In computer software, API stands for Application Programming Interface. What this means is that it’s a set of available ways (pre-made software functions) to interact with a program, in order to facilitate the interaction between applications. An example could be the APIs that an Operating System (eg Linux, macOS or Windows) exposes for common operations such as printing a file: rather than asking the user to write from scratch all the necessary instructions to accomplish this, they can instead use the print function readily available and perform the task.

Unlike what one might think nowadays, APIs are not born with the web (aka web APIs such as Twitter APIs). “Historically”, they are an essential part of how software is conceived and somehow meant to be built and used.

This is important, because what happened over time is that current web APIs are at the top of the stack of a multi-layered system. It roughly starts from (a) the core software that talks to the hardware (operating system’s kernel), (b) moves to where computers talk to each other through the network using specific protocols (eg TCP/IP and HTTP), (c) goes through ‘userland’ , where programmers can build applications for users’ needs (eg a web browser) and finally (d) reaches the layer where we use a web browser to make things on some website (an online forum, a social network, and so on).

To schematise this, Web APIs need: physical computers running core software; internet industrial global infrastructure; software protocols to allow computers to talk to each other; and finally, the software that, for example, a web-app is built of. Each of these layers usually have public APIs, that can be used by other programs to interact. Sometimes public APIs can be accessed before a registration of some kind, or they might be openly accessible by default. Often, programs might also have private APIs for their own internal usage: e.g. only accessible for the people writing that software.

To conclude: the most well-known and used type of web-API is the REST API architecture. REST stands for Representational state transfer. This format has been popularized during the, so called, web 2.0 period in the mid-2000s, with the rise of social network websites, where the ‘end-user’ can interact with the website by creating, reading, updating and deleting content on it (see CRUD).

FST and APIs access

After FST’s first experience with a subset of the Utrecht University Library catalogue, we began a collaboration with OBA library in Amsterdam. In particular we looked at their APIs to explore their rich catalogue and see what we could find in there. Not the whole OBA catalogue collection was available, but it included IHLIA’s records, for which our research interests were fitting as it gave room to further complicate the process of author categorization.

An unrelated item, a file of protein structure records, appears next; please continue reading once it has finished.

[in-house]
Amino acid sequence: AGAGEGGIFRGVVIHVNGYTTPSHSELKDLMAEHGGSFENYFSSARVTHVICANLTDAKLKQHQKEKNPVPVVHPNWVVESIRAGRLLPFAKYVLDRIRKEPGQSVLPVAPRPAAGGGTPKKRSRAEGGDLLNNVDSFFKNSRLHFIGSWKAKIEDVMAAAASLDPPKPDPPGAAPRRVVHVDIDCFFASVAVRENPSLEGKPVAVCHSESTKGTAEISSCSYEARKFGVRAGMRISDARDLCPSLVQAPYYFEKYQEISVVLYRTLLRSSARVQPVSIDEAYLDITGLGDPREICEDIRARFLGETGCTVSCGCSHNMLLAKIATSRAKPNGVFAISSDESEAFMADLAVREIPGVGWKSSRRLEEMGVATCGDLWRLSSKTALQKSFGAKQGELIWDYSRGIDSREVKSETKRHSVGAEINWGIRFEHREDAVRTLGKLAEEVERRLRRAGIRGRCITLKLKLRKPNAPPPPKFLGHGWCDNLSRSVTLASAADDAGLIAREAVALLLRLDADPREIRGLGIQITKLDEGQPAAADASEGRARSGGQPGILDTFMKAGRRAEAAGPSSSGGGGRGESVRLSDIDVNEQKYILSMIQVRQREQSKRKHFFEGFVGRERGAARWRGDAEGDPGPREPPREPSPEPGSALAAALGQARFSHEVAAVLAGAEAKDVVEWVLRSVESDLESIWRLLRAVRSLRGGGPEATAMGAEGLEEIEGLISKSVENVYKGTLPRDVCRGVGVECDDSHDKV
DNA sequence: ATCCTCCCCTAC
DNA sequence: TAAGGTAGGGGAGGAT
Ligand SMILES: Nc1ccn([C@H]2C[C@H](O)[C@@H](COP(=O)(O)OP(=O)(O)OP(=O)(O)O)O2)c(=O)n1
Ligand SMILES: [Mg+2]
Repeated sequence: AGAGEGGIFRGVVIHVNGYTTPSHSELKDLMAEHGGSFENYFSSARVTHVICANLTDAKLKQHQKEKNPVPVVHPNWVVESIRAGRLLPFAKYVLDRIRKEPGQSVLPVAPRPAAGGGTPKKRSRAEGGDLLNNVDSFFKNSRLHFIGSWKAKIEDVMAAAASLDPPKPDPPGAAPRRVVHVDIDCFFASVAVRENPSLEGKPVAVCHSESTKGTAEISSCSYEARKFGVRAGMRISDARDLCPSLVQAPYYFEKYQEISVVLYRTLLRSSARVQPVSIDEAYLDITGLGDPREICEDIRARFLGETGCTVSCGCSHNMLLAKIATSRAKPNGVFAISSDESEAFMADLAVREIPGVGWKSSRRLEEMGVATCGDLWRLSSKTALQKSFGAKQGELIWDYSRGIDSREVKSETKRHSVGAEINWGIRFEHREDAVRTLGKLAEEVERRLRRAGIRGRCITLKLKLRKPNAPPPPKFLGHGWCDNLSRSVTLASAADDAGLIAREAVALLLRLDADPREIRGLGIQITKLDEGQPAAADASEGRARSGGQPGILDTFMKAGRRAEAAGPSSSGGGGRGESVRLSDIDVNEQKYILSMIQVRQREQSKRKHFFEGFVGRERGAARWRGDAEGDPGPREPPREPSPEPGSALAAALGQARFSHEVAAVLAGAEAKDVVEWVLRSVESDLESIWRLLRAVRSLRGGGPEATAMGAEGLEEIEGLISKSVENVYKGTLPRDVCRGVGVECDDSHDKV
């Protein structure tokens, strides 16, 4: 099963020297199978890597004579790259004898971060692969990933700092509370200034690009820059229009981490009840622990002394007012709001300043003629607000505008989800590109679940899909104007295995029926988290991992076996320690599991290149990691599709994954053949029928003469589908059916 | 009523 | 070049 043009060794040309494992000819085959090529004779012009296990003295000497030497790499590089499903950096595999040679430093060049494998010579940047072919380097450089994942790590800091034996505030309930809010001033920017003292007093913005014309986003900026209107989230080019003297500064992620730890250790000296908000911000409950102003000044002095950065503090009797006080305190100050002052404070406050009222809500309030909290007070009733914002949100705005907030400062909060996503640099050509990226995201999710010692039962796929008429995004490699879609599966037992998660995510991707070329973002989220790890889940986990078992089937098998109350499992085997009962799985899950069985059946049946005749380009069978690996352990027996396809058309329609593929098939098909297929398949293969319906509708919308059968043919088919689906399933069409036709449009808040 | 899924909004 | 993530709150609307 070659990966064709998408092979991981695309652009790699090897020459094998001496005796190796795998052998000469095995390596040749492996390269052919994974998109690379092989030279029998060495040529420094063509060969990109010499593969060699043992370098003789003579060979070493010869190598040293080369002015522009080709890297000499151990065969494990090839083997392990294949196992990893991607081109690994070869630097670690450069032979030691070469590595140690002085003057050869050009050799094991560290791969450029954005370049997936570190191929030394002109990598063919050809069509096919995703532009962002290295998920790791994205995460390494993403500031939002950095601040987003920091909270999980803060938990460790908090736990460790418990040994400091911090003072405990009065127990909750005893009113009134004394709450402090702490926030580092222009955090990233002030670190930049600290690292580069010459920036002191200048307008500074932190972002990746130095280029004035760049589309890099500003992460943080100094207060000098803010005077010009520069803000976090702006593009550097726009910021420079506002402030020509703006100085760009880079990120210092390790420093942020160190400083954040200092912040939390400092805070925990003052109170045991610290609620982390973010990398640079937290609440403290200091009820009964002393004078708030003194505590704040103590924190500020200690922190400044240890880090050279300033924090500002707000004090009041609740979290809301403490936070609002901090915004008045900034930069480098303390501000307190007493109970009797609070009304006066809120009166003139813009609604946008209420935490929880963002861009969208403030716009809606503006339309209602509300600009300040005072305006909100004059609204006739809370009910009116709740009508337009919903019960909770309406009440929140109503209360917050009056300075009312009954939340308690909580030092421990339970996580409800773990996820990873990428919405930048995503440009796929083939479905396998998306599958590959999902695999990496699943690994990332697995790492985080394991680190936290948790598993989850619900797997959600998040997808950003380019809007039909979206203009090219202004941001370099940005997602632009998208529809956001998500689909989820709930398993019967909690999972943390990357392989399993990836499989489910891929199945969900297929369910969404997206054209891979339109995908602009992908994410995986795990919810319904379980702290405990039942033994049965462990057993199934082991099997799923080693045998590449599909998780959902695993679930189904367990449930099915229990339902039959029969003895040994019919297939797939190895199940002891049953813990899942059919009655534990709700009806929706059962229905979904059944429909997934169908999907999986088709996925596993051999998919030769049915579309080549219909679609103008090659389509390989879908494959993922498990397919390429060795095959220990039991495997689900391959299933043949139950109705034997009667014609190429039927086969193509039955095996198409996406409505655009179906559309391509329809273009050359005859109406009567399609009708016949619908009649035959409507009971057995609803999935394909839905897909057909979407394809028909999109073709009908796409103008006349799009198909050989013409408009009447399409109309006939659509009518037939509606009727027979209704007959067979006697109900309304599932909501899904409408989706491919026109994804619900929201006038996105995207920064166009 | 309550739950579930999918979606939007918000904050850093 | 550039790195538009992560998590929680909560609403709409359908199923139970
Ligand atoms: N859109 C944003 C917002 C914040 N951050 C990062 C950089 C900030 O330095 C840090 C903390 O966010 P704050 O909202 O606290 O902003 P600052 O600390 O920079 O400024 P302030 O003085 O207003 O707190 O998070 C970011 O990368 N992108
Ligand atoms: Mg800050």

Exploring OBA’s APIs took shape as a series of internal, collaborative learning experiences, where I (André), would guide the rest of the group through some conversations mixed with hands-on exercises. During that process, we mapped out many of the OBA APIs’ endpoints (the url where to ask and retrieve some specific data), and outlined the way books are organized (

This process culminated in a public workshop held at OBA (Amsterdam), focused on web APIs and the OBA’s one in particular. We briefly contextualised the history of APIs, and pointed out the main problems they often have when they are offered as public APIs from a service: full reliance on the company that offers them; full compliance to the Terms of Use without the user having any option to voice eventual problems, but only “exiting” (eg by stopping to use the service); and the awareness that the party offering the APIs might change their plans over time as their software product evolves (after all they often are for-profit company).

During the web 2.0 web APIs bubble, this relationship between software providers with open APIs and third party programmers created many situations where the most interesting way to use web 2.0 services was through one of the third-party applications—usually developed independently by some programmers. Eventually the APIs would be restricted, the third-party app would be bought by the company and replaced as their ‘main way’ to access the service.

While this might sound as a good way to scout and let ferment new wild ideas for one’s company product, it shows how often this situation can turn into a moderately coercive relationship where all is good and free (free as in free API usage), until someone is outdoing the company’s own product and the company needs to get control back over it.